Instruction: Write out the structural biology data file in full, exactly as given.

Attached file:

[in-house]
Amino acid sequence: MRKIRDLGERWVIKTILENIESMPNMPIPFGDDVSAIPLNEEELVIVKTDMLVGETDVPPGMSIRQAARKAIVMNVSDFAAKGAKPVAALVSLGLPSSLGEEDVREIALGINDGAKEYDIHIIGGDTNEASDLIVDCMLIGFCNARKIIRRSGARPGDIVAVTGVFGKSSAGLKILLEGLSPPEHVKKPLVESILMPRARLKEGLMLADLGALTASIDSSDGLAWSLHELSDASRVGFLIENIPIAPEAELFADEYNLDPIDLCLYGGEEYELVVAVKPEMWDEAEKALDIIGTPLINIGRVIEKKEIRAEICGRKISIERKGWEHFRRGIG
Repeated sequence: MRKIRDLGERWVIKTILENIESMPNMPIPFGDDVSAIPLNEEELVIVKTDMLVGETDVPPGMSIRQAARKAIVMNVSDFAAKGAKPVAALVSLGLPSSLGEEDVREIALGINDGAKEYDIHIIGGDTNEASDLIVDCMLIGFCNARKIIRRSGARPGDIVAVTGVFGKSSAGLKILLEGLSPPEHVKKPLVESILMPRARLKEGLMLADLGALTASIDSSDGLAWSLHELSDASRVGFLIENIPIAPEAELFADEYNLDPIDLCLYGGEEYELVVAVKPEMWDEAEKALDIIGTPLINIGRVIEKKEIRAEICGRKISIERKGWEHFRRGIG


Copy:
[in-house]
Amino acid sequence: MRKIRDLGERWVIKTILENIESMPNMPIPFGDDVSAIPLNEEELVIVKTDMLVGETDVPPGMSIRQAARKAIVMNVSDFAAKGAKPVAALVSLGLPSSLGEEDVREIALGINDGAKEYDIHIIGGDTNEASDLIVDCMLIGFCNARKIIRRSGARPGDIVAVTGVFGKSSAGLKILLEGLSPPEHVKKPLVESILMPRARLKEGLMLADLGALTASIDSSDGLAWSLHELSDASRVGFLIENIPIAPEAELFADEYNLDPIDLCLYGGEEYELVVAVKPEMWDEAEKALDIIGTPLINIGRVIEKKEIRAEICGRKISIERKGWEHFRRGIG
Repeated sequence: MRKIRDLGERWVIKTILENIESMPNMPIPFGDDVSAIPLNEEELVIVKTDMLVGETDVPPGMSIRQAARKAIVMNVSDFAAKGAKPVAALVSLGLPSSLGEEDVREIALGINDGAKEYDIHIIGGDTNEASDLIVDCMLIGFCNARKIIRRSGARPGDIVAVTGVFGKSSAGLKILLEGLSPPEHVKKPLVESILMPRARLKEGLMLADLGALTASIDSSDGLAWSLHELSDASRVGFLIENIPIAPEAELFADEYNLDPIDLCLYGGEEYELVVAVKPEMWDEAEKALDIIGTPLINIGRVIEKKEIRAEICGRKISIERKGWEHFRRGIG